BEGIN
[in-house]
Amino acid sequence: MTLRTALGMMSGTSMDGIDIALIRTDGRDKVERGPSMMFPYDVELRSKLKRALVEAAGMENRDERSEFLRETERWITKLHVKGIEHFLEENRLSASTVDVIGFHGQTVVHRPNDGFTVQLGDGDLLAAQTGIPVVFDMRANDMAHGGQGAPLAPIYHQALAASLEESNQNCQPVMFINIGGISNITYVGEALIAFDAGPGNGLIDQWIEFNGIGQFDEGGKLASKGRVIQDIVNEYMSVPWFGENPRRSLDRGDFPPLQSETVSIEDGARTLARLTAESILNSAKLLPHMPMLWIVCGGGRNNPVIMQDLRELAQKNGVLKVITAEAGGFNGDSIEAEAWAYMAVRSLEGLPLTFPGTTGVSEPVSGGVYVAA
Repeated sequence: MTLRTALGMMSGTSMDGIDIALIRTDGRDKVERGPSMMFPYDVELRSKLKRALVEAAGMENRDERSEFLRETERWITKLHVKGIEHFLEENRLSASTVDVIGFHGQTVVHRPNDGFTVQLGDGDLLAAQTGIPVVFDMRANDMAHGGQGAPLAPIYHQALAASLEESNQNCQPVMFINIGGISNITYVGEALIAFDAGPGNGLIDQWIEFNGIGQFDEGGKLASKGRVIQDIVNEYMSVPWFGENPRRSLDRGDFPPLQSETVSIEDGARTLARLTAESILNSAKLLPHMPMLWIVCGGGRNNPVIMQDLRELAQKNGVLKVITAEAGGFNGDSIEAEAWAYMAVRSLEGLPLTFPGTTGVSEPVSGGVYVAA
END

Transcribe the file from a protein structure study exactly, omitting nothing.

[in-house]
Amino acid sequence: MTLRTALGMMSGTSMDGIDIALIRTDGRDKVERGPSMMFPYDVELRSKLKRALVEAAGMENRDERSEFLRETERWITKLHVKGIEHFLEENRLSASTVDVIGFHGQTVVHRPNDGFTVQLGDGDLLAAQTGIPVVFDMRANDMAHGGQGAPLAPIYHQALAASLEESNQNCQPVMFINIGGISNITYVGEALIAFDAGPGNGLIDQWIEFNGIGQFDEGGKLASKGRVIQDIVNEYMSVPWFGENPRRSLDRGDFPPLQSETVSIEDGARTLARLTAESILNSAKLLPHMPMLWIVCGGGRNNPVIMQDLRELAQKNGVLKVITAEAGGFNGDSIEAEAWAYMAVRSLEGLPLTFPGTTGVSEPVSGGVYVAA
Repeated sequence: MTLRTALGMMSGTSMDGIDIALIRTDGRDKVERGPSMMFPYDVELRSKLKRALVEAAGMENRDERSEFLRETERWITKLHVKGIEHFLEENRLSASTVDVIGFHGQTVVHRPNDGFTVQLGDGDLLAAQTGIPVVFDMRANDMAHGGQGAPLAPIYHQALAASLEESNQNCQPVMFINIGGISNITYVGEALIAFDAGPGNGLIDQWIEFNGIGQFDEGGKLASKGRVIQDIVNEYMSVPWFGENPRRSLDRGDFPPLQSETVSIEDGARTLARLTAESILNSAKLLPHMPMLWIVCGGGRNNPVIMQDLRELAQKNGVLKVITAEAGGFNGDSIEAEAWAYMAVRSLEGLPLTFPGTTGVSEPVSGGVYVAA